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The Facts About Inward Migration

UK Border Controls
27th March 2015

I was always brought up to believe that, as far as is reasonably possible, you should always go by the facts. So, what do the facts tell us about immigration?

Well, the final set of quarterly figures before the election shows the largest net intake since the Coalition was formed in 2010. This is well above the level David Cameron inherited and massively over the numbers he promised.

Today's figures update the estimates in November. It’s worth noting that:
  • 624,000 people immigrated to the UK in the year ending September 2014, a statistically significant increase from 530,000 in the previous 12 months

  • Taking off the number of people leaving the country, the net long-term migration to the UK was estimated to be 298,000 in the year ending September 2014

For most ordinary people, these figures are hard to take in. The total figure of new arrivals in the UK amounts to the size of a medium size English city such as Nottingham.

To give you some idea of the impact of such large numbers, Nottingham has 15 secondary, 80 primary and 5 special schools, as well as two universities. In addition, it has the fourth largest acute teaching hospital trust in England as well as the largest publicly owned ‘bus network in the country.

Such is the infrastructure needed to provide for the number of people coming to live in this country EVERY YEAR. So the questions for our politicians are:

  • Where are we going to put all these people?

  • How are we going to find them jobs?

  • How are we going to afford to be able to build the necessary infrastructure, like houses, roads, transport, schools, and hospitals?

And importantly

  • Is there no limit to the number that these small islands can absorb?

The ONS also calculates that, on current trends, we will have 10 million more people over the next 10 years.

So, the following facts are worth thinking about:
  • England is already the most overcrowded of the major nations in Europe (only the small island of Malta is more overcrowded) (Source: House of Commons Library)

  • On current trends our population will rise by 10million more people over the next 10 years (Source: Office of National Statistics)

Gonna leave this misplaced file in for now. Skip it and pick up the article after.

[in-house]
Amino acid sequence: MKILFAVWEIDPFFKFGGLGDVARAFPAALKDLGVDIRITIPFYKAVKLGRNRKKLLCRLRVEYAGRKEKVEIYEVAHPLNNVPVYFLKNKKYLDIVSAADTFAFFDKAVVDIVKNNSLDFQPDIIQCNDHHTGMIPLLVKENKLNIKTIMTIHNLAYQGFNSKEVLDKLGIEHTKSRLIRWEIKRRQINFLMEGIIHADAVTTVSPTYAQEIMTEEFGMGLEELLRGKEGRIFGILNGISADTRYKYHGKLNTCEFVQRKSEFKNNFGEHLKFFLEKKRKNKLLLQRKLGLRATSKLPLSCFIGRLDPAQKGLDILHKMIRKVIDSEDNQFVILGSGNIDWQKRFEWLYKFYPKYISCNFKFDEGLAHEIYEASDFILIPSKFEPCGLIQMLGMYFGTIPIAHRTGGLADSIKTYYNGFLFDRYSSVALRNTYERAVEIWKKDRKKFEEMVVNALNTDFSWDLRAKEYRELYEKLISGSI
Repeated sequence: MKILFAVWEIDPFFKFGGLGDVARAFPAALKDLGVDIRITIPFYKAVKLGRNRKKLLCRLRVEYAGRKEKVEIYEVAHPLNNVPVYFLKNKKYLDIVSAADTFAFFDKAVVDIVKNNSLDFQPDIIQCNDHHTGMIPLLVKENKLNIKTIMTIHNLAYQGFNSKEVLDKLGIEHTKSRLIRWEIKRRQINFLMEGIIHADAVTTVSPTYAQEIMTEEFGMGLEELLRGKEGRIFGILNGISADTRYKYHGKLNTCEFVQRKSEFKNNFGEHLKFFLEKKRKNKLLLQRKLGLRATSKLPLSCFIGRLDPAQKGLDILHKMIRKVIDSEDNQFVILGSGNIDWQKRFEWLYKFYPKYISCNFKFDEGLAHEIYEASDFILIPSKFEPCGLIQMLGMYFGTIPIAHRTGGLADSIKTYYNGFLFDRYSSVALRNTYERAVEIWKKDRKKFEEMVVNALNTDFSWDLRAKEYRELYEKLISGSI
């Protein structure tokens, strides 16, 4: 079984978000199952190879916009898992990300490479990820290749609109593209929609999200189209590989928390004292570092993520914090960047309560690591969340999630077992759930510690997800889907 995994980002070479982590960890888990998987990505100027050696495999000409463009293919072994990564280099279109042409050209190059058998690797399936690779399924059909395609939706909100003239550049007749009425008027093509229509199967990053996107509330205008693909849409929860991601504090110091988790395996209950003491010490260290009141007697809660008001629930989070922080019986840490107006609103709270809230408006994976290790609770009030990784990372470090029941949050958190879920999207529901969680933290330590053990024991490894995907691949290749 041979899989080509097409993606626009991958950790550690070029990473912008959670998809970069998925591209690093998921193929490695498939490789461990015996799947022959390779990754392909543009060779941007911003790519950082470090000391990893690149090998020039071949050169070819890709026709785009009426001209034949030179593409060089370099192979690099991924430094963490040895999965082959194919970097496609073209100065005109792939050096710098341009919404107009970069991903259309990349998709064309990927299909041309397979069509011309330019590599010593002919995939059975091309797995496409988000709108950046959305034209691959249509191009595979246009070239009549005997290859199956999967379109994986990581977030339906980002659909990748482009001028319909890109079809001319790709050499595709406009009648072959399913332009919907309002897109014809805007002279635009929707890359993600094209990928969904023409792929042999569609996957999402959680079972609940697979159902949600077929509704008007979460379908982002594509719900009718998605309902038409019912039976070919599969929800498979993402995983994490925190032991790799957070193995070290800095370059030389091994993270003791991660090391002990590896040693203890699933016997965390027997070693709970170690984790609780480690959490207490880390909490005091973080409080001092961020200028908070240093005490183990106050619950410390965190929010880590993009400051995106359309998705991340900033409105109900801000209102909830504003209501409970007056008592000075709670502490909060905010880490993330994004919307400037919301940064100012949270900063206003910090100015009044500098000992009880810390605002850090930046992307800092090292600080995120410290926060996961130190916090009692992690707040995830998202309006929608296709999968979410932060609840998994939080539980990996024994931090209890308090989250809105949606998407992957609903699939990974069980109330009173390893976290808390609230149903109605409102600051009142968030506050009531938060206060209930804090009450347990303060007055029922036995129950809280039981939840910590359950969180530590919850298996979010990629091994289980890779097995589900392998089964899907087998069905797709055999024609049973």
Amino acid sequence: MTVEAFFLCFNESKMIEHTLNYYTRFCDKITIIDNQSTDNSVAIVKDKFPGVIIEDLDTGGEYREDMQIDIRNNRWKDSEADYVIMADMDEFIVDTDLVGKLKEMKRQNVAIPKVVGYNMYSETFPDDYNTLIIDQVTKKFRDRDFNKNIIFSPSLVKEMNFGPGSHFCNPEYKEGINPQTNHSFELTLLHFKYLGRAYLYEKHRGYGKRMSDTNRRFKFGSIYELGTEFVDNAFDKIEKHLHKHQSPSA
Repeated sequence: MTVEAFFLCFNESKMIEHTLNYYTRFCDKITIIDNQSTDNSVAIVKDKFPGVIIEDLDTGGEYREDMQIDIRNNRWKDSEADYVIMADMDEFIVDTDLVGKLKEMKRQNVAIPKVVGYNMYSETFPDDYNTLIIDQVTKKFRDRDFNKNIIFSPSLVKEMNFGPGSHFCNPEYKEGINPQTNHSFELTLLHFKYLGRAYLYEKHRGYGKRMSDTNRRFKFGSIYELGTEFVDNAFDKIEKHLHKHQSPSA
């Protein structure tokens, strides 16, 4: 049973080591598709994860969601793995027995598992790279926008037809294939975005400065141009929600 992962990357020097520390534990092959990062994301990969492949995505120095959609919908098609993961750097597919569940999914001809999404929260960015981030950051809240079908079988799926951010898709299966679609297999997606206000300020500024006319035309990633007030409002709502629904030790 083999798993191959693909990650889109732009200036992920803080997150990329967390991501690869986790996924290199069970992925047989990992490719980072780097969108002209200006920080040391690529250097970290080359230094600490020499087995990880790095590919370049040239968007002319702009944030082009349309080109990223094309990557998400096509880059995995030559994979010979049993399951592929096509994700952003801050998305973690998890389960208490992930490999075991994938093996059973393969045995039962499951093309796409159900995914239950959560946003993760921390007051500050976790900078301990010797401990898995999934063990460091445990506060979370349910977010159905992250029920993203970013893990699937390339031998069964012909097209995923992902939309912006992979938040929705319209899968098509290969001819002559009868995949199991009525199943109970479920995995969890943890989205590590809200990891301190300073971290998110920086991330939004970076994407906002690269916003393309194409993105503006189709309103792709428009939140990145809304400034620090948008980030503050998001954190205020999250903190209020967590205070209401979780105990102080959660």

• This will have irreparably damaging effects on our environment in terms of house building, green space, water supply, infrastructure, school places, health provision and power supplies

  • We are running out of habitable land: only 12% of the UK is urbanised but 65% is used for agriculture, 13% is forestry, 3% is marine coastal, rivers, lakes, broads and marshland, while the remaining 7% consists of areas such as mountains, hills, fells, uplands, leisure areas and estates. (Source: Land Use in the UK, Office for National Statistics).

  • In 2011, 32% of new dwellings were built on previously undeveloped land and England’s greenbelt has been greatly reduced by development over the last 30 years.

  • Our greenbelt has fallen by 32,000 hectares in the last 7 years alone and, including woodland and leisure areas, is now down to 13% of England’s total land area. (Source: as above)


This issue is nothing to do with race, or ethnicity, or nationality and everything to do with population density and its effects on the environment.

The only reasonable and sensible approach to this is controlled immigration, an approach supported by the majority of people in this country.

But none of the major parties can or will deliver this because they are locked into the principle of the free movement of peoples, one of the five founding principles of the EU.

The only party that will limit immigration to sensible levels, through a points-based system like Australia, Canada, and the United States, is UKIP.

So, if you are concerned about keeping our immigration under control with sensible limits that the country can cope with, vote for UKIP - the only party with the policy, and the will, to do this.
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